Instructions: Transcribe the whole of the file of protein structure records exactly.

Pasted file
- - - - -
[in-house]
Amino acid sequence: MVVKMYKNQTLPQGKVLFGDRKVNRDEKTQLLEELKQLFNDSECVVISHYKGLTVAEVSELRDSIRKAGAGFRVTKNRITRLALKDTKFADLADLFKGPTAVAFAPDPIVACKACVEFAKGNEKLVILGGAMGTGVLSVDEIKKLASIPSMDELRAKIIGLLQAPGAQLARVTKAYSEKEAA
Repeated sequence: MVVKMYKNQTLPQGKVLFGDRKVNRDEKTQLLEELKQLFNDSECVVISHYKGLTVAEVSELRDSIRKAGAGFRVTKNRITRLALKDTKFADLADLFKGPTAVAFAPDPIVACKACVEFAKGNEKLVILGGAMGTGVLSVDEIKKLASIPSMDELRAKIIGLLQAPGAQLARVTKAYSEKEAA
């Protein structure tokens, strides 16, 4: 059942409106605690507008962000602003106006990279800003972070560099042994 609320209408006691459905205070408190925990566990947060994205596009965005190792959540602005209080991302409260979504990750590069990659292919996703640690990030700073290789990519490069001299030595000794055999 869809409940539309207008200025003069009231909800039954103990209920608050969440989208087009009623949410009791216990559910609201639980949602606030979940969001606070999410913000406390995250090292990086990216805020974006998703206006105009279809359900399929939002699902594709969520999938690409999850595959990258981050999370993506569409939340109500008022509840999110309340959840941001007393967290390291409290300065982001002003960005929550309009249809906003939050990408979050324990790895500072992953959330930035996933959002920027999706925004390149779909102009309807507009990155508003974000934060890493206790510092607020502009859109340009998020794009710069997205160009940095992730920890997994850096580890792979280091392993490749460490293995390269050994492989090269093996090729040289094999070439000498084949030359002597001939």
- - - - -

[in-house]
Amino acid sequence: MVVKMYKNQTLPQGKVLFGDRKVNRDEKTQLLEELKQLFNDSECVVISHYKGLTVAEVSELRDSIRKAGAGFRVTKNRITRLALKDTKFADLADLFKGPTAVAFAPDPIVACKACVEFAKGNEKLVILGGAMGTGVLSVDEIKKLASIPSMDELRAKIIGLLQAPGAQLARVTKAYSEKEAA
Repeated sequence: MVVKMYKNQTLPQGKVLFGDRKVNRDEKTQLLEELKQLFNDSECVVISHYKGLTVAEVSELRDSIRKAGAGFRVTKNRITRLALKDTKFADLADLFKGPTAVAFAPDPIVACKACVEFAKGNEKLVILGGAMGTGVLSVDEIKKLASIPSMDELRAKIIGLLQAPGAQLARVTKAYSEKEAA
């Protein structure tokens, strides 16, 4: 059942409106605690507008962000602003106006990279800003972070560099042994 609320209408006691459905205070408190925990566990947060994205596009965005190792959540602005209080991302409260979504990750590069990659292919996703640690990030700073290789990519490069001299030595000794055999 869809409940539309207008200025003069009231909800039954103990209920608050969440989208087009009623949410009791216990559910609201639980949602606030979940969001606070999410913000406390995250090292990086990216805020974006998703206006105009279809359900399929939002699902594709969520999938690409999850595959990258981050999370993506569409939340109500008022509840999110309340959840941001007393967290390291409290300065982001002003960005929550309009249809906003939050990408979050324990790895500072992953959330930035996933959002920027999706925004390149779909102009309807507009990155508003974000934060890493206790510092607020502009859109340009998020794009710069997205160009940095992730920890997994850096580890792979280091392993490749460490293995390269050994492989090269093996090729040289094999070439000498084949030359002597001939």